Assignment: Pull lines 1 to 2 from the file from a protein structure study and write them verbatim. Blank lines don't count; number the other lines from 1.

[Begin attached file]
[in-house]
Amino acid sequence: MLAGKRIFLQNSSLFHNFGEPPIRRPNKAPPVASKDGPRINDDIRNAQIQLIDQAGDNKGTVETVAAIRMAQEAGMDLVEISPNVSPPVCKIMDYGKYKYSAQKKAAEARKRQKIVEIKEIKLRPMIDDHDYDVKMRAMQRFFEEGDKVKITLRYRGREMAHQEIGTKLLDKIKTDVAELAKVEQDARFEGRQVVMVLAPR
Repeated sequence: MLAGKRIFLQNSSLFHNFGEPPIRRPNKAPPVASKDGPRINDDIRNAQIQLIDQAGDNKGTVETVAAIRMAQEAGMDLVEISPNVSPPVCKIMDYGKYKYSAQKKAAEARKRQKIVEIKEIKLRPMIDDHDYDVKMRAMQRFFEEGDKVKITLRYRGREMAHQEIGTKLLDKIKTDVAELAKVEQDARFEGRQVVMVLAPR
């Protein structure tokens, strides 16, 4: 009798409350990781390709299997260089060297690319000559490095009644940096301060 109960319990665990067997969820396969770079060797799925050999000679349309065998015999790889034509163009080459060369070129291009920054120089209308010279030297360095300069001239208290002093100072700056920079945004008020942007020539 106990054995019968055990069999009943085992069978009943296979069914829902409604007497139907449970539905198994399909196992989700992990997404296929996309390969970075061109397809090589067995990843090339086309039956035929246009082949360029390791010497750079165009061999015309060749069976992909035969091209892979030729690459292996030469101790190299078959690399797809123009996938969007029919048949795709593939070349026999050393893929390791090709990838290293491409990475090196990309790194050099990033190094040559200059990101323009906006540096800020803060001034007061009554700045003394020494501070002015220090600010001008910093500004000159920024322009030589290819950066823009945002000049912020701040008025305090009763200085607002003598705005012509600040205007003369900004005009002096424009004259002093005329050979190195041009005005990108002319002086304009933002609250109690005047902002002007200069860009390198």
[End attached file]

[in-house]
Amino acid sequence: MLAGKRIFLQNSSLFHNFGEPPIRRPNKAPPVASKDGPRINDDIRNAQIQLIDQAGDNKGTVETVAAIRMAQEAGMDLVEISPNVSPPVCKIMDYGKYKYSAQKKAAEARKRQKIVEIKEIKLRPMIDDHDYDVKMRAMQRFFEEGDKVKITLRYRGREMAHQEIGTKLLDKIKTDVAELAKVEQDARFEGRQVVMVLAPR